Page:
Not enough data to create a plot.
Try a different view from the menu above.
On a cloudy Christmas morning last year, a rocket carrying the most powerful space telescope ever built blasted off from a launchpad in French Guiana. After reaching its destination in space about a month later, the James Webb Space Telescope (JWST) began sending back sparkling presents to humanity--jaw-dropping images that are revealing our universe in stunning new ways. Every year since 1988, Popular Science has highlighted the innovations that make living on Earth even a tiny bit better. And this year--our 35th--has been remarkable, thanks to the successful deployment of the JWST, which earned our highest honor as the Innovation of the Year. But it's just one item out of the 100 stellar technological accomplishments our editors have selected to recognize. The list below represents months of research, testing, discussion, and debate. It celebrates exciting inventions that are improving our lives in ways both big and small. These technologies and discoveries are teaching us about the ...
Artificial intelligence (AI) is often presented in binary terms in both popular culture and political analysis. Either it represents the key to a futuristic utopia defined by the integration of human intelligence and technological prowess, or it is the first step toward a dystopian rise of machines. This same binary thinking is practiced by academics, entrepreneurs, and even activists in relation to the application of AI in combating climate change. The technology industry's singular focus on AI's role in creating a new technological utopia obscures the ways that AI can exacerbate environmental degradation, often in ways that directly harm marginalized populations. In order to utilize AI in fighting climate change in a way that both embraces its technological promise and acknowledges its heavy energy use, the technology companies leading the AI charge need to explore solutions to the environmental impacts of AI.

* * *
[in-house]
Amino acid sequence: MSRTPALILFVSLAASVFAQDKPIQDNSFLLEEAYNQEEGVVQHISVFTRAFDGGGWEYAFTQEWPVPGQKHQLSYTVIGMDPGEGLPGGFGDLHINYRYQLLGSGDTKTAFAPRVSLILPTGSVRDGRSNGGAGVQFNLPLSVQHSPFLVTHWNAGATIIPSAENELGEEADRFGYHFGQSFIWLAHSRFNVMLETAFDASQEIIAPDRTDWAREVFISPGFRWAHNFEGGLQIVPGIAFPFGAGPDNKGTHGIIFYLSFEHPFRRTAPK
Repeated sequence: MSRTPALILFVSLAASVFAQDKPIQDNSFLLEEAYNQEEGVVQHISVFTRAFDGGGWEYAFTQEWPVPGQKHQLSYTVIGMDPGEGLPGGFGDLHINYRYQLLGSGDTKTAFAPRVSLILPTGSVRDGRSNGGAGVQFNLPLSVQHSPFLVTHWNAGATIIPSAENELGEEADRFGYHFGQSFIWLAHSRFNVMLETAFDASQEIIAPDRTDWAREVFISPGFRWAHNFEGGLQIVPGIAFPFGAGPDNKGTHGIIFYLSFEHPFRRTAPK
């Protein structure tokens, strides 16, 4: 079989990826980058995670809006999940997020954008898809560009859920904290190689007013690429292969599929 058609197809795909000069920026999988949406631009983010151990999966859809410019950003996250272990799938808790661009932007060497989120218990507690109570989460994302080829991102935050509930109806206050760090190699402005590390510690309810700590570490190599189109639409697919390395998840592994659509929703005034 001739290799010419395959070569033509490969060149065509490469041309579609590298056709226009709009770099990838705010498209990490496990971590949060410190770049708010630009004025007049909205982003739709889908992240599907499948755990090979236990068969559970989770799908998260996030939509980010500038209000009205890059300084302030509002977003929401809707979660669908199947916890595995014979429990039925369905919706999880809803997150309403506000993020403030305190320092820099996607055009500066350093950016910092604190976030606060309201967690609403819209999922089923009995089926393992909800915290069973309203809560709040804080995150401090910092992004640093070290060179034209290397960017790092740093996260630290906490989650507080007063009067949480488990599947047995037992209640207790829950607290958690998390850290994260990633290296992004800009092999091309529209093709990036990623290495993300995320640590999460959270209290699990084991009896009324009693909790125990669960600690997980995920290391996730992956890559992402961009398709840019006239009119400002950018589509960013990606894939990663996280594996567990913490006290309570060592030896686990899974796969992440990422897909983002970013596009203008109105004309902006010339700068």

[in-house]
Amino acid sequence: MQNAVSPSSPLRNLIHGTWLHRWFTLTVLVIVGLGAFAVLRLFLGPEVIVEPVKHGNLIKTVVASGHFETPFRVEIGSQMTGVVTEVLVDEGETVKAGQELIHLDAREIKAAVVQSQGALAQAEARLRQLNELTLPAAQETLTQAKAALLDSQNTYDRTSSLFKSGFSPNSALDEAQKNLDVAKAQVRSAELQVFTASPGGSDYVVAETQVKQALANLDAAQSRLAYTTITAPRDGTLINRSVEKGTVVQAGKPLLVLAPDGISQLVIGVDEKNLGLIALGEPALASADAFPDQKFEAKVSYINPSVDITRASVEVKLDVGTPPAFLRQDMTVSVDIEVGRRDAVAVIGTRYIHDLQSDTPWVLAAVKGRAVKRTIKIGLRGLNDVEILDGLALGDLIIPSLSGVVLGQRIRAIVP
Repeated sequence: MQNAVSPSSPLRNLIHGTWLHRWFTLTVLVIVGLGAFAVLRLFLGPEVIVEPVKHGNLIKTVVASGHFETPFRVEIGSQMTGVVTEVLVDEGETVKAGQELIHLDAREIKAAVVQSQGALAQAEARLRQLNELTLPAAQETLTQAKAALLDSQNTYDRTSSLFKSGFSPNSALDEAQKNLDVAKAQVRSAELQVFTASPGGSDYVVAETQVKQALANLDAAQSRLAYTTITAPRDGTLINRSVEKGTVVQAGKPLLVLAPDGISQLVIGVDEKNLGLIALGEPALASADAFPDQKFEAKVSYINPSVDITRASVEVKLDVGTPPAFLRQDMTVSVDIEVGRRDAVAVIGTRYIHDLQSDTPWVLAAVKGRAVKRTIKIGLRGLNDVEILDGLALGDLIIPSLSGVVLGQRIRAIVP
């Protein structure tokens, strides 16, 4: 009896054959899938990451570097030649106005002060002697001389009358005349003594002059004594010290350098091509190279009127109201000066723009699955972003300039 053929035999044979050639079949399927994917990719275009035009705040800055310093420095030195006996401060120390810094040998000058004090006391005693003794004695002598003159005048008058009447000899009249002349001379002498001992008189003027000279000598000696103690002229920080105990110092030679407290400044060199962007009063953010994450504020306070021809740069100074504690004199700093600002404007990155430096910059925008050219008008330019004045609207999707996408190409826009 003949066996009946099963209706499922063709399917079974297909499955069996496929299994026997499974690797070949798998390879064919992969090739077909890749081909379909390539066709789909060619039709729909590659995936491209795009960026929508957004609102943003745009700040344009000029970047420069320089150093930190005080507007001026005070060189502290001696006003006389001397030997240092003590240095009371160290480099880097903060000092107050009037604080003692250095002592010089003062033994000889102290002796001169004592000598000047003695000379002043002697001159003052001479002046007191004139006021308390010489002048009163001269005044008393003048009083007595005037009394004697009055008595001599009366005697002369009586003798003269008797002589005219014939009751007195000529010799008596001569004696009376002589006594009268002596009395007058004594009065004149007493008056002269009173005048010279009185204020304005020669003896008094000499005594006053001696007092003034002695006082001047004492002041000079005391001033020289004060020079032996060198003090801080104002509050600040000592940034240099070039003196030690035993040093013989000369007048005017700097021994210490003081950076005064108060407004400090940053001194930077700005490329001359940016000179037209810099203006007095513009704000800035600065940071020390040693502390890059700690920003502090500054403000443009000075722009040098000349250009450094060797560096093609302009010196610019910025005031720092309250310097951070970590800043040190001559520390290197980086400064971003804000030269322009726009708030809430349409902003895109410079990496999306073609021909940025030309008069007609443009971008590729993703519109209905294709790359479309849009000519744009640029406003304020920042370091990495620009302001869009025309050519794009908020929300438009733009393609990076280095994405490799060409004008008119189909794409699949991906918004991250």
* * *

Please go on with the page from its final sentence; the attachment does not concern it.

Coco, the robot based delivery service, announced the official launch of COCO 1, a larger, more advanced version of its signature pink bot. The COCO 1 is a first of its kind delivery robot designed and manufactured in partnership with the largest micro mobility hardware manufacturer, Segway. Coco is currently deploying 1,000s of COCO 1 robots to serve local merchants in multiple cities, over the next few months. With its increased carrying capacity, the COCO 1 will deliver larger orders for a wider range of merchants, further eliminating the need for car-based delivery. Compared to the current model, the COCO 1 offers a number of added features including a more efficient drivetrain and a larger battery capacity that allows for an increased delivery radius of up to three miles, nearly double the radius of the original model.
Schäfer, Karl-Herbert, Quint, Franz
The TriRhenaTech alliance presents the accepted papers of the 'Upper-Rhine Artificial Intelligence Symposium' held on October 27th 2021 in Kaiserslautern, Germany. Topics of the conference are applications of Artificial Intellgence in life sciences, intelligent systems, industry 4.0, mobility and others. The TriRhenaTech alliance is a network of universities in the Upper-Rhine Trinational Metropolitan Region comprising of the German universities of applied sciences in Furtwangen, Kaiserslautern, Karlsruhe, Offenburg and Trier, the Baden-Wuerttemberg Cooperative State University Loerrach, the French university network Alsace Tech (comprised of 14 'grandes \'ecoles' in the fields of engineering, architecture and management) and the University of Applied Sciences and Arts Northwestern Switzerland. The alliance's common goal is to reinforce the transfer of knowledge, research, and technology, as well as the cross-border mobility of students.
Zhou, Xiaoyi, Huang, Liang, Ye, Tong, Sun, Weiqiang
This paper investigates an unmanned aerial vehicle (UAV)-assisted wireless powered mobile-edge computing (MEC) system, where the UAV powers the mobile terminals by wireless power transfer (WPT) and provides computation service for them. We aim to maximize the computation rate of terminals while ensuring fairness among them. Considering the random trajectories of mobile terminals, we propose a soft actor-critic (SAC)-based UAV trajectory planning and resource allocation (SAC-TR) algorithm, which combines off-policy and maximum entropy reinforcement learning to promote the convergence of the algorithm. We design the reward as a heterogeneous function of computation rate, fairness, and reaching of destination. Simulation results show that SAC-TR can quickly adapt to varying network environments and outperform representative benchmarks in a variety of situations.